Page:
Nuclear Weapons Lab Security to Be Probed
Federal investigators will send a team to evaluate security at a nuclear weapons lab and consider whether the federal government should take over, after a report that it took six weeks before top managers were told about the loss of an access badge.
National Nuclear Security Administrator Linton Brooks said Friday that he would send a team of senior managers to the Lawrence Livermore National Laboratory next week.
The investigation was more bad news for the University of California, which has managed Lawrence Livermore since 1952. The university has already come under withering criticism for problems at the other nuclear weapons facility it manages, the Los Alamos lab in New Mexico.
After security lapses and allegations of financial fraud by some employees, the government decided to put the Los Alamos management contract out for bid when it expires in 2005, breaking a 60-year tradition.
The security team, which will start work at Livermore on Monday, is charged with investigating the loss of a security officer’s access badge. The badge was lost weeks ago, but the loss was not reported to senior management until Thursday, and then it was described as the loss of a set of security keys.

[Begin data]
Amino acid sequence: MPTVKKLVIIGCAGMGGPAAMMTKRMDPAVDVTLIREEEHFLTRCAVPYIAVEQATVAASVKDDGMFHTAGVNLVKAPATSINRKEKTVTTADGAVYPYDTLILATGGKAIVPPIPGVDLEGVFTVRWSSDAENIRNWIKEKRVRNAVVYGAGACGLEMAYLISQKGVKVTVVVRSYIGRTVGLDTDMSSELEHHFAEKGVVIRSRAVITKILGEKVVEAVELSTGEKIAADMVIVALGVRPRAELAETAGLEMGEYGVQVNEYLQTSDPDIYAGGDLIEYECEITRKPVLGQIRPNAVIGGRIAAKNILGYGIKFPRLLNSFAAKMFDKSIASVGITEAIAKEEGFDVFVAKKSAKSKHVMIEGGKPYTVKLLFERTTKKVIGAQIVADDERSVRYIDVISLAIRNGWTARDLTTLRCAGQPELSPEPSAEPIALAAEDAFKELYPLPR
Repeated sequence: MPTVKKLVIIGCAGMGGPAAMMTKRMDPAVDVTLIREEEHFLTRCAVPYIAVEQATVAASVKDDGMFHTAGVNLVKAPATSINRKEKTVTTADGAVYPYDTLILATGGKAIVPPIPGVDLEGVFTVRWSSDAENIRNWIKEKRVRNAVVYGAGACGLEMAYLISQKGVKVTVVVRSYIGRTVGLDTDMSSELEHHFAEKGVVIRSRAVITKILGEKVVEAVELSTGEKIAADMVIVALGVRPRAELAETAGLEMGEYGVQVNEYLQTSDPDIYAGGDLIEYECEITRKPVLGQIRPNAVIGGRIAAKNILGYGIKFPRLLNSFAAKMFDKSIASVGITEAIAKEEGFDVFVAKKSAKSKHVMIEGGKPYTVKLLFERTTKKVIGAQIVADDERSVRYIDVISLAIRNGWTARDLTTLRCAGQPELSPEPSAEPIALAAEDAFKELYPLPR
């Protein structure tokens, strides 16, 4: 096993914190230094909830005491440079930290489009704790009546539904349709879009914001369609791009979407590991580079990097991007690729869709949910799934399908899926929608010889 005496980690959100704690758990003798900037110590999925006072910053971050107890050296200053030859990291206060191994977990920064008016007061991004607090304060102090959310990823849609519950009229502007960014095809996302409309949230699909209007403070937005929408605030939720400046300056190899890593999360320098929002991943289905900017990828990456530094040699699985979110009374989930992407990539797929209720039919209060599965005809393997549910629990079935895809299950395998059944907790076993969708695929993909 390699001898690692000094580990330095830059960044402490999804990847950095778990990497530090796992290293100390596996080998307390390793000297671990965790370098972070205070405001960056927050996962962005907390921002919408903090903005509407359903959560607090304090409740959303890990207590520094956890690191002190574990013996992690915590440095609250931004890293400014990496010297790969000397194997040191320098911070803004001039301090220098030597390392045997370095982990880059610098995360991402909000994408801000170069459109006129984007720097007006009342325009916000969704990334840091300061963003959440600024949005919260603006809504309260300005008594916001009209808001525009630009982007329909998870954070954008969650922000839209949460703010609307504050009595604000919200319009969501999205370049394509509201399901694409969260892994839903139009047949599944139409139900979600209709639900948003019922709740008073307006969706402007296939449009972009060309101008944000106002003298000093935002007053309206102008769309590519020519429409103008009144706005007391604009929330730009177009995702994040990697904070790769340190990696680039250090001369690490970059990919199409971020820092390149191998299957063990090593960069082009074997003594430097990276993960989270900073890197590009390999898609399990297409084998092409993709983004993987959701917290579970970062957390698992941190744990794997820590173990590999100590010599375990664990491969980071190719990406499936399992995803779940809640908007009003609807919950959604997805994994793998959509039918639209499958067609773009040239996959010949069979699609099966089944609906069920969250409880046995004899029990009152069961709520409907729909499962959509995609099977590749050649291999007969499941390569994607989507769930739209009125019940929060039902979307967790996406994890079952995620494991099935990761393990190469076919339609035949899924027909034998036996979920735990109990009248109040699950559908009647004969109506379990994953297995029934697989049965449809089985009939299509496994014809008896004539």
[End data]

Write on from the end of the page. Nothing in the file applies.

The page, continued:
The administrator is asking the team to decide if the agency should take over direct responsibility for lab security.
Lab officials acknowledged in mid-May that keys were missing, although they said security had not been compromised. However, Brooks disclosed Friday that the missing item had been lost for three weeks before top managers found out.
Brooks has also asked the team to look into reported claims by a member of the lab security force that the special response team is not prepared to defend against a terrorist attack.
Last month, Brooks appeared before the UC Board of Regents, urging it to compete for the Los Alamos contract. Brooks said then that he did not think problems at Livermore were as serious as those at Los Alamos.
However, in a statement Friday, Brooks indicated he was concerned that the lapses were not being reported up the management chain quickly enough.
“Senior management at Lawrence Livermore and the University of California have responded aggressively to revelations about security problems, but I am disturbed by evidence that other managers in the chain of command have been lax in identifying and reporting potentially serious security problems,” Brooks said.